On the outside, the Red Bull Crashed Ice course enveloped the Cathedral of St. Paul. On the inside, thousands of prolifers thanked God for the gift of life and pleaded for his mercy and forgiveness at the annual Prayer Service for Life.
The day was Jan. 22. The March for Life continues.
|Bishop Paul Sirba
Fiat Voluntas Tua
For me, the day of the march and the days leading up to it are days of reflection, prayer and action for life.
I hosted dinner at my house earlier in the week to support the tremendous work of our Women’s Care Center. After the March, I had the privilege of attending the fourth annual Together for Life Banquet supporting the work of Guiding Star.
Lee Stuart, the executive director of CHUM, invited me to tour the new Steve O’Neill apartments and witness your generosity for the homeless firsthand. The MCCL March for Life at the State Capitol has been a mainstay for me pretty much since 1973, missed only in favor of the March for Life in Washington, D.C., or factors beyond my control.
Why do I and why do you, as Catholics, support all efforts on behalf of life? Because “life is good!”
Bishop Lee Piché of the Archdiocese of St. Paul and Minneapolis led us in prayer and told the story of a fifth-grader who had recently sent him a letter. The theme and title of a book, “If I Had Not Come,” was the topic of the fifth-grader’s letter and Bishop Piché’s meditation.
He asked us to imagine a world in which Jesus Christ had not come. The thought is terrifying: “Where would we be if Christ had not come? And yet, the Gospel tells us that when he did come, when he was about to be born in Bethlehem, ‘there was no room for them in the inn’ ” (Luke 2:7).
How we answer that question should cause us to reflect on how we answer the question with respect to every human life. We are all made in the image and likeness of God. What would our world be like if this one or that one of us had not come?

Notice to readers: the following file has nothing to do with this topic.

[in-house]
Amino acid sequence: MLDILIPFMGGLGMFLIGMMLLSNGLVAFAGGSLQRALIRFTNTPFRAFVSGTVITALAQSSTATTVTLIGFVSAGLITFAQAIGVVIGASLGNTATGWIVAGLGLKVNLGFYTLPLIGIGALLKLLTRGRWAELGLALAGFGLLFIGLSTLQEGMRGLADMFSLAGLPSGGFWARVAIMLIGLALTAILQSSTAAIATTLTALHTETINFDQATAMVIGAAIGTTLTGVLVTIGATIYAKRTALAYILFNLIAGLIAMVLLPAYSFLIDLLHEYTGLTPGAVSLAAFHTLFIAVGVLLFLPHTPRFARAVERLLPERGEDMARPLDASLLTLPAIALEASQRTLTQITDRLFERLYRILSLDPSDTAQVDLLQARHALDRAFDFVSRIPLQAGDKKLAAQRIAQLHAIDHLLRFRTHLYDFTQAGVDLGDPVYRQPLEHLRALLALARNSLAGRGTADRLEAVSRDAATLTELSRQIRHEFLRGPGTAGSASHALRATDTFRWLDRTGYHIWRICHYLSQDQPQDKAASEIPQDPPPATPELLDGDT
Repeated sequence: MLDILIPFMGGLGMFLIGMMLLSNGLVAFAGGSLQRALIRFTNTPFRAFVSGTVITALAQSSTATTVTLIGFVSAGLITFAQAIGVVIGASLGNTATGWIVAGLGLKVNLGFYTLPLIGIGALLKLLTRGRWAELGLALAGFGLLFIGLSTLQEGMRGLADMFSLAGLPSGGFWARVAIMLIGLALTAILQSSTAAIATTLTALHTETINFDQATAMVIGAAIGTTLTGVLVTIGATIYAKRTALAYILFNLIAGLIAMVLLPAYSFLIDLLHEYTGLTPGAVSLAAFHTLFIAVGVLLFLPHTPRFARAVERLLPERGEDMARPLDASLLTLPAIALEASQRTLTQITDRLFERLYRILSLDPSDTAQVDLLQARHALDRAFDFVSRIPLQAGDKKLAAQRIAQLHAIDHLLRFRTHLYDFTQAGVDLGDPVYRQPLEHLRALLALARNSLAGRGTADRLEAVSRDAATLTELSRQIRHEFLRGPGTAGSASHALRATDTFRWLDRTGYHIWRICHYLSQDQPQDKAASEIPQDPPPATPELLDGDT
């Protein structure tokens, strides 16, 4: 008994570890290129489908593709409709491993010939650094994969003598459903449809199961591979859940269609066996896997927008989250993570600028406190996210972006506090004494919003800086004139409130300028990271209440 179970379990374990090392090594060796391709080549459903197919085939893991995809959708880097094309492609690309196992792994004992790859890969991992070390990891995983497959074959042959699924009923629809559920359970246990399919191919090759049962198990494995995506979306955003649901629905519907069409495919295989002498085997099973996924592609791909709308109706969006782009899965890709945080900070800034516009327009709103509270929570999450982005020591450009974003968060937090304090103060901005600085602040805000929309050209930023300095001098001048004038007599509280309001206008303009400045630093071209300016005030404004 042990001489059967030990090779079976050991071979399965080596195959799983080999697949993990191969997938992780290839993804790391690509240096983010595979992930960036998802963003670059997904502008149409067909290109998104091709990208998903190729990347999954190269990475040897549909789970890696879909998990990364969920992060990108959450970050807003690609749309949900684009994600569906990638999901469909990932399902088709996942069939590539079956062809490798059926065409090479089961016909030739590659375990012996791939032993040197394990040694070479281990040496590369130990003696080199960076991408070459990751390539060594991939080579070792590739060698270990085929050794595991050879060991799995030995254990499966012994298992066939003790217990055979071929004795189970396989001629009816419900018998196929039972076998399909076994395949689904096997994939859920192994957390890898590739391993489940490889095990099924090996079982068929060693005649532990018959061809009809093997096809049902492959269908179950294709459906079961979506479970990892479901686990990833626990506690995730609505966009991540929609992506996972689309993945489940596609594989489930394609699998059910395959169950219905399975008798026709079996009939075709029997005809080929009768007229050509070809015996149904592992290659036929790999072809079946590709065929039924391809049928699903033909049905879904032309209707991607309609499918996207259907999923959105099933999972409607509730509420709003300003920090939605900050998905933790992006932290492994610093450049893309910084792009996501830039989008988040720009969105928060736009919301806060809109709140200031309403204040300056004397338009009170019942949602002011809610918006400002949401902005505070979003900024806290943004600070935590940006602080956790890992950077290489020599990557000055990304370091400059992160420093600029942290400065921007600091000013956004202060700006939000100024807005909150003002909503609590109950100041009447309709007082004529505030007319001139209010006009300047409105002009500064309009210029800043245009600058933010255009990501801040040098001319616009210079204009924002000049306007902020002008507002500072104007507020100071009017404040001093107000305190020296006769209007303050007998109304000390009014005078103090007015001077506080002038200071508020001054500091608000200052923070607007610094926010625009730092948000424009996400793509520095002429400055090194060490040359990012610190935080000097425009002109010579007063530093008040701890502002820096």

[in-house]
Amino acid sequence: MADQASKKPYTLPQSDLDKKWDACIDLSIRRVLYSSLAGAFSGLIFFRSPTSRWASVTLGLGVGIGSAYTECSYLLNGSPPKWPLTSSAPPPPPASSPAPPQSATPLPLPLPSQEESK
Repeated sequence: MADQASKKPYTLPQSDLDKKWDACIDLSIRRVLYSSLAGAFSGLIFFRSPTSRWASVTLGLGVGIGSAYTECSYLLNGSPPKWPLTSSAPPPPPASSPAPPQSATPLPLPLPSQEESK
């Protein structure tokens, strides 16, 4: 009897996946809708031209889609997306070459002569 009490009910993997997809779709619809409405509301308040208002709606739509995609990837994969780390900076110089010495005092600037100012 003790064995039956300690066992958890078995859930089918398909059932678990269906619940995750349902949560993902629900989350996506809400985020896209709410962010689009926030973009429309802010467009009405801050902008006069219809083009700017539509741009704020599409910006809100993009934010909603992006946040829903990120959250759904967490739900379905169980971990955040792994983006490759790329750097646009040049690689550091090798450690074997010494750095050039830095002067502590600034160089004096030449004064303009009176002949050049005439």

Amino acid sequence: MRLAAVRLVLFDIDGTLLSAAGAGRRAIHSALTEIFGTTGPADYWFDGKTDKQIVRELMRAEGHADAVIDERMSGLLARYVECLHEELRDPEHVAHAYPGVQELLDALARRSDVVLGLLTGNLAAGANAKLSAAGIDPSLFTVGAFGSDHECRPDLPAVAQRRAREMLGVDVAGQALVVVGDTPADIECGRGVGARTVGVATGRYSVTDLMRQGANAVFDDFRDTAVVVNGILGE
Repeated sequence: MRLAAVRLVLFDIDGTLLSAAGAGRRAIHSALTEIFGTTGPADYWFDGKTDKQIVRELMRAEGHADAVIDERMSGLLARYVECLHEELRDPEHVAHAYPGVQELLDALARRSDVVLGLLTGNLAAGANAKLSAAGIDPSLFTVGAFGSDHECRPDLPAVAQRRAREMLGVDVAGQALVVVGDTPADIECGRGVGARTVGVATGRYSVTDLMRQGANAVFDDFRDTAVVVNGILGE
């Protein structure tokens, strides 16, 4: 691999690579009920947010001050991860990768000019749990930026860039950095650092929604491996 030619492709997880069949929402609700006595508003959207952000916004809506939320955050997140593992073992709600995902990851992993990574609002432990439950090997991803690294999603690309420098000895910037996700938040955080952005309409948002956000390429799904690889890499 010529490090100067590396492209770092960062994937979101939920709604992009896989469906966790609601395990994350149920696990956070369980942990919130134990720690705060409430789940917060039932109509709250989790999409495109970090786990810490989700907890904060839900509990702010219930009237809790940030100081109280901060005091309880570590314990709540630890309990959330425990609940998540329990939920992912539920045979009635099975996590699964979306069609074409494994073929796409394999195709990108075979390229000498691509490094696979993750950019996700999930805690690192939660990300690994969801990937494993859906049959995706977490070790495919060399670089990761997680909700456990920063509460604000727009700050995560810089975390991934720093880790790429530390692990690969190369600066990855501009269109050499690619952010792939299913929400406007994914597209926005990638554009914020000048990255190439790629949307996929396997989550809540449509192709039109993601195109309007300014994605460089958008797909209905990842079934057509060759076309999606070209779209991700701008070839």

We see the immense consequences of the answer to that question and why legalized abortion has inflicted such a great wound on our society, because it has turned us “from a people who make room for others into a people who say to a brother or sister, ‘It is better for us if you do not come,’” to quote Bishop Piché.
In the examination of conscience, I was moved to repent of the times I have ever looked at a brother or sister and, for whatever reason, considered them to be a burden instead of a precious gift. I begged forgiveness for thinking negatively about a brother or sister instead of imagining their tremendous value and worth and potential for good as an image of God.
However we choose to remain active in the witness to and work on behalf of life, we pray that God might use us as a voice for the voiceless unborn. From there we move to defend and uphold our brothers and sisters enslaved by human trafficking, racism, the immigrant, the elderly, the homeless and the poorest of the poor.
For me, the March for Life is like a family reunion.
I had the opportunity to thank Leo LaLonde, MCCL’s president and a parishioner of St. Joseph’s in Grand Rapids, for his longtime work on behalf of life.
I greeted Peter Kostecka and Kaleb Quast, two of our seminarians who attend Immaculate Heart of Mary Seminary in Winona and were attending the March with their fellow seminarians.
I also had a short visit with Sister Amata Marie, a Duluth native and a member of the Handmaids of the Heart of Jesus, on the plaza in front of the State Capitol building. To all of you who marked the day with prayer, reparation and witness, I thank you!
In the afternoon, my family celebrated my mother’s 91st birthday. I delighted as my siblings, their children and grandchildren, and an ever-growing family celebrated her life. If she had not come, none of us would be here.
Bishop Paul D. Sirba is the ninth Bishop of Duluth.